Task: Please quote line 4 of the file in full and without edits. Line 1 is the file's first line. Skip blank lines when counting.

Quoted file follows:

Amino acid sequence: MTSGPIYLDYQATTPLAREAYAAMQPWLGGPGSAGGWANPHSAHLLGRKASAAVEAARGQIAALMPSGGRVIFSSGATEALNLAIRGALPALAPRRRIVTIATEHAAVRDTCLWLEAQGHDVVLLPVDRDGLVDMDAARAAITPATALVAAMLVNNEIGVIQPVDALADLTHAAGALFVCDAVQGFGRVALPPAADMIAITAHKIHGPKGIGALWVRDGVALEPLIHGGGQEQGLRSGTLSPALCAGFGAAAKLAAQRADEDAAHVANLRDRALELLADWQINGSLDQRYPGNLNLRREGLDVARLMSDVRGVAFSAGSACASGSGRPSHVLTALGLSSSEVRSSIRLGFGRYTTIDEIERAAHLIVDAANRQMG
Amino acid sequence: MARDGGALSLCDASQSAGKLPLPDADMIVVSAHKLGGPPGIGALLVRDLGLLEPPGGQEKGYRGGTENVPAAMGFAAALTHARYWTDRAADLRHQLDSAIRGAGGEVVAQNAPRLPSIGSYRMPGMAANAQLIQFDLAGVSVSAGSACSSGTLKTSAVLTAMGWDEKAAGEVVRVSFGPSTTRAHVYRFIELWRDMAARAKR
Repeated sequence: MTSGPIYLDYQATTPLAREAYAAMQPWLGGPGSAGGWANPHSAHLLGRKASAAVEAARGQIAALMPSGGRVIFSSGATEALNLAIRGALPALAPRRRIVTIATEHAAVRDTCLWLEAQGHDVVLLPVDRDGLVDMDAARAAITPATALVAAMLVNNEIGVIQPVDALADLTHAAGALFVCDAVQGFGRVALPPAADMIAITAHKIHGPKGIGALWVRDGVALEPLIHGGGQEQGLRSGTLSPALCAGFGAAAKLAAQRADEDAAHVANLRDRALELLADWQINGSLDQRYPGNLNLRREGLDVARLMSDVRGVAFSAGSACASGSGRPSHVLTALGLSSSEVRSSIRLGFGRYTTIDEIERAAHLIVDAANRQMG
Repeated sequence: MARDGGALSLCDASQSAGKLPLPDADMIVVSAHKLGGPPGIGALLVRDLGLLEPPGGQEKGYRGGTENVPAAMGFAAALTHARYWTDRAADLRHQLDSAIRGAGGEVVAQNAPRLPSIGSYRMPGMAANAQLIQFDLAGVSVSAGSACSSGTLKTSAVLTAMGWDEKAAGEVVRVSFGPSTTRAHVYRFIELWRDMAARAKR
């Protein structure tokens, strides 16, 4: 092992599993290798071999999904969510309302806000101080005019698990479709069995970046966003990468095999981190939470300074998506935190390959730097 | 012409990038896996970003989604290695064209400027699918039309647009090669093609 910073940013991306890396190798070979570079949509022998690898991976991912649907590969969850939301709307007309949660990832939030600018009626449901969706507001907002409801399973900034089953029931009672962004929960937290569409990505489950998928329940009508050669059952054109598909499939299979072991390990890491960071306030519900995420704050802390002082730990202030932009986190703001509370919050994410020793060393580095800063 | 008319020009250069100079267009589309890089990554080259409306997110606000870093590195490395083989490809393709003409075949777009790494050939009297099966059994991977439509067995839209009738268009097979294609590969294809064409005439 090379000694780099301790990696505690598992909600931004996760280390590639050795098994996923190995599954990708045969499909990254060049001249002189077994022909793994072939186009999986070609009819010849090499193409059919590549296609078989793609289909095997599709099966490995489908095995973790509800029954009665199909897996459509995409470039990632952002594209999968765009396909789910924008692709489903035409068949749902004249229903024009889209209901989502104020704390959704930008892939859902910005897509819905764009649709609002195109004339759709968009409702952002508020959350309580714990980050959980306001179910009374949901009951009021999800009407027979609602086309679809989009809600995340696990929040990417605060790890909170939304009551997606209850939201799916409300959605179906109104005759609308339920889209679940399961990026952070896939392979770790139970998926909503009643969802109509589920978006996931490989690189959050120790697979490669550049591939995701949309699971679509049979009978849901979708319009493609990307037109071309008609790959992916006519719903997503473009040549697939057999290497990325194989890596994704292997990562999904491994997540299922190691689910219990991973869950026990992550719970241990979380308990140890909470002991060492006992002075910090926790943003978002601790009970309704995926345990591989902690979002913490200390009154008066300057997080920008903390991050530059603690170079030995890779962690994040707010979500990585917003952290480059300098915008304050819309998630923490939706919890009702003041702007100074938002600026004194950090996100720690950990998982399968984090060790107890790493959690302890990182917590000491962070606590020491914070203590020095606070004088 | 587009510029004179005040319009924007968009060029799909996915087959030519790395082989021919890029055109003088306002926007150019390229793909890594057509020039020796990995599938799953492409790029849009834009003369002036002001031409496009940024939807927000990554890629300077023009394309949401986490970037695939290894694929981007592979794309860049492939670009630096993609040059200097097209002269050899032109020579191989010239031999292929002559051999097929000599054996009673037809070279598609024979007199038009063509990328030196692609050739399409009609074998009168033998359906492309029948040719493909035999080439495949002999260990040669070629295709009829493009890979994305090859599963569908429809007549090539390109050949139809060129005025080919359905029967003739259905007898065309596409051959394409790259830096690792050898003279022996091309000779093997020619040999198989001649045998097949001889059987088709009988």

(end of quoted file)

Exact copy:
Repeated sequence: MARDGGALSLCDASQSAGKLPLPDADMIVVSAHKLGGPPGIGALLVRDLGLLEPPGGQEKGYRGGTENVPAAMGFAAALTHARYWTDRAADLRHQLDSAIRGAGGEVVAQNAPRLPSIGSYRMPGMAANAQLIQFDLAGVSVSAGSACSSGTLKTSAVLTAMGWDEKAAGEVVRVSFGPSTTRAHVYRFIELWRDMAARAKR